California law describing a liability insurer’s duty to defend is well developed and substantially settled. The nature of the duty to defend arises from the language of a liability policy, many of which use standardized forms. The duty to defend arises from contract and statute. The duty to defend is distinct from and broader than the promise to indemnify and arises whenever there is a mere possibility that the insurer may be obligated to indemnify its policyholder.
Contractual Promise to Defend
A standard CGL policy provides: “We will have the right and the duty to defend the insured against any ‘suit’ seeking those damages.” (Emphasis added.) The phrase “those damages” typically refers to defined terms: “bodily injury”, “property damage”, and/or “personal injury”, “advertising injury”. The word “seeking” clarifies that the duty to defend is triggered by allegations of potentially covered liability. The promise to defend is not affected by whether or not plaintiff wins the suit. However, “[a]n insurer may assume a duty to reimburse for defense costs without assuming a duty to defend.”
Statutory Duty to Defend
Insurance is a “contract whereby one undertakes to indemnify another against . . . liability.” The meaning of indemnity contracts is illuminated by the Civil Code. “[S]ection 2778, unchanged since 1872, sets forth general rules for the interpretation of indemnity contracts, ‘unless a contrary intention appears.’ If not forbidden by other, more specific, statutes, the obligations set forth in section 2778 thus are deemed included in every indemnity agreement unless the parties indicate otherwise. Several subdivisions of this statute touch specifically on the indemnitor’s obligations with respect to the indemnitee’s defense against third party claims.”
Civil Code § 2778 recognizes that a liability insurer must pay for the defense of its policyholder, which the policyholder may control, and that if the insurer fails to do so, it is responsible to pay for a judgment or settlement. “An indemnity against . . . liability . . . embraces the costs of defense against such . . . liability incurred in good faith, and in the exercise of reasonable discretion. The [insurer] is bound, on request of the [insured], to defend actions . . . brought against the [insured] in respect to the matters embraced by the indemnity, but the [insured] has the right to conduct such defenses, if he chooses to do so. If, after request, the [insurer] neglects to defend the [insured], a recovery against the [insured] suffered by him in good faith, is conclusive in his favor against the [insurer].” The Insurance Code is silent regarding the affirmative duty to defend.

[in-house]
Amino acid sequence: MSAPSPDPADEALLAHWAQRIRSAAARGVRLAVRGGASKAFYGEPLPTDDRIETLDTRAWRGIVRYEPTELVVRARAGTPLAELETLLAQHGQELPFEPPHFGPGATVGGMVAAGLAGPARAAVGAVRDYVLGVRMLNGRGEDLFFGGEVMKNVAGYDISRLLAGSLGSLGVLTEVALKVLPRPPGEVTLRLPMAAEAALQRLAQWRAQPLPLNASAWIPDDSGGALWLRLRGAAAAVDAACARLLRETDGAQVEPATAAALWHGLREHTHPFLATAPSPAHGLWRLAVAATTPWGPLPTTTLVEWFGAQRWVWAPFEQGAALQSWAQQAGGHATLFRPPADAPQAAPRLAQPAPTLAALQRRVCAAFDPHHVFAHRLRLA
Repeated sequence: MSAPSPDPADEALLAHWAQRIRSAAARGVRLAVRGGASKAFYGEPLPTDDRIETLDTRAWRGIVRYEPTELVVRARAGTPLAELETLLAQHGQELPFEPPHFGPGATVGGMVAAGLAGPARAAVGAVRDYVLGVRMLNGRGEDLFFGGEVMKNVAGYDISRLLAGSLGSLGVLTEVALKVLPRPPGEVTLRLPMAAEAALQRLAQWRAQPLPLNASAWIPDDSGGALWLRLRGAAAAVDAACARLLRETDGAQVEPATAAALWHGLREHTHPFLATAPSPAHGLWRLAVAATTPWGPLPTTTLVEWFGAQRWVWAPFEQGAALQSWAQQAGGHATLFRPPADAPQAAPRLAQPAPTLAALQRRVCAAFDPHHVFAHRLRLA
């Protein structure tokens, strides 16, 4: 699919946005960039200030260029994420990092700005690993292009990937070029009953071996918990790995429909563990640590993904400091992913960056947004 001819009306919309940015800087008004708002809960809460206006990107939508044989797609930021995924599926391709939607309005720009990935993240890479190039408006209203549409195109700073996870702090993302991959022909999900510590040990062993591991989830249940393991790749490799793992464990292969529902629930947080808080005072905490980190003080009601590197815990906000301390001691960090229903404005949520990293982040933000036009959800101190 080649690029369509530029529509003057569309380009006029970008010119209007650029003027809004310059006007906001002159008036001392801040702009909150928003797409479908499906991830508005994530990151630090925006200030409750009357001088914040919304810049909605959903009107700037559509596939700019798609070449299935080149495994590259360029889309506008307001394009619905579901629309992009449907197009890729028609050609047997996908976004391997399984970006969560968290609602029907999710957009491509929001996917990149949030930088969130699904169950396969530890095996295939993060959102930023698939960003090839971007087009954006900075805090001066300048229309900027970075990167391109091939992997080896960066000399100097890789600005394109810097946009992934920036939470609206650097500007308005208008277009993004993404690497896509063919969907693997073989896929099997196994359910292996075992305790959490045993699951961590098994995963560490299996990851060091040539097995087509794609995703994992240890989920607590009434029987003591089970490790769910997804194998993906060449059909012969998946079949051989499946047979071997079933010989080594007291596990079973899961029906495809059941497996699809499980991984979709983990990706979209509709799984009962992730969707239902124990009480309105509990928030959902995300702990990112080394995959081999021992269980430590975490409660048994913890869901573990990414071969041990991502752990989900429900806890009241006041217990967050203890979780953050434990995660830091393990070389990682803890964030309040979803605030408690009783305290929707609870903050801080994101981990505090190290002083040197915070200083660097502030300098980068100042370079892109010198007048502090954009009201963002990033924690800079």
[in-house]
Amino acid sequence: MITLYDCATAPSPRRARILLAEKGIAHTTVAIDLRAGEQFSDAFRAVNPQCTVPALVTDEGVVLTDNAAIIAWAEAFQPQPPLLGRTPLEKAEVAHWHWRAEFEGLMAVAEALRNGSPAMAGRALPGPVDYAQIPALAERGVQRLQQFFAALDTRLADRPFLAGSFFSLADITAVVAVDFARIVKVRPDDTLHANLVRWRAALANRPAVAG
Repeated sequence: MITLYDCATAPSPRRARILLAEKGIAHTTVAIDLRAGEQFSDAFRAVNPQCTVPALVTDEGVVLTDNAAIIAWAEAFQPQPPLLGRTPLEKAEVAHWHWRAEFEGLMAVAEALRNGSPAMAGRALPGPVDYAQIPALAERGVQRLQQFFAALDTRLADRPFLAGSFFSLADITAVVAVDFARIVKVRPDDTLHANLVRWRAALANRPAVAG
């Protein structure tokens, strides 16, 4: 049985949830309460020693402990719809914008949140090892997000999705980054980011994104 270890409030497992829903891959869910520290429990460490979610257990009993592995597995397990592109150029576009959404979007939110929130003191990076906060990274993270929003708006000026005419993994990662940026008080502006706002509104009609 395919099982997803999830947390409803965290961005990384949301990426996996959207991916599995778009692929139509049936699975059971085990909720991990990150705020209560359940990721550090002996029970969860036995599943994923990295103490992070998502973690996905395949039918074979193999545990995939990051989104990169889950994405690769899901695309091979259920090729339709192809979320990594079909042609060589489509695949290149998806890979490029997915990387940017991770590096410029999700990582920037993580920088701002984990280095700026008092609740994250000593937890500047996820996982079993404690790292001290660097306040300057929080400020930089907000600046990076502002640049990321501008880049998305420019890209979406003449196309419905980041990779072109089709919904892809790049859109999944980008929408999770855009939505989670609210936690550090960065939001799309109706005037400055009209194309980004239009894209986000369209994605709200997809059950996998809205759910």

All liability policies require the policyholder to notify the insurer of a claim. A standard CGL policy states: “If a claim is made or ‘suit’ is brought against any insured, you must: (2) Notify us as soon as practicable.” “[T]he law will charge a party with notice of all those facts which he might have ascertained had he diligently pursued the requisite inquiry. In short, the duty to defend, ordinarily arising after receipt of actual notice to do so, arose here upon receipt of constructive notice.”
The Duty to Defend Is a Primary Obligation
The duty to defend is a primary obligation of a liability insurer. “[S]o far as the insured is concerned, the duty to defend may be as important as the duty to indemnify.” To satisfy the promise to defend, the insurer must defend immediately and entirely. “Implicit in this understanding of the duty to defend [a policyholder] . . . is that the duty arises immediately upon a proper tender of defense by [the policyholder], and thus before the litigation to be defended has determined whether indemnity is actually owed. This duty, as described in the statute, therefore cannot depend on the outcome of that litigation.”
“The insured’s desire to secure the right to call on the insurer’s superior resources for the defense of third party claims is, in all likelihood, typically as significant a motive for the purchase of insurance as is the wish to obtain indemnity for possible liability. As a consequence, California courts have been consistently solicitous of insureds’ expectations on this score.”
The Test Is: “Potential” Indemnity Coverage
A liability policy typically makes two primary promises: to defend and to indemnify. The coverage provided by the promise to defend is different from the coverage encompassed by the promise to indemnify. “[A] liability insurer owes a broad duty to defend its insured against claims that create a potential for indemnity. [T]he carrier must defend a suit which potentially seeks damages within the coverage of the policy. Implicit in this rule is the principle that the duty to defend is broader than the duty to indemnify; an insurer may owe a duty to defend its insured in an action in which no damages ultimately are awarded.”
The Duty to Defend Is Determined by a Comparison of the Policy to the Complaint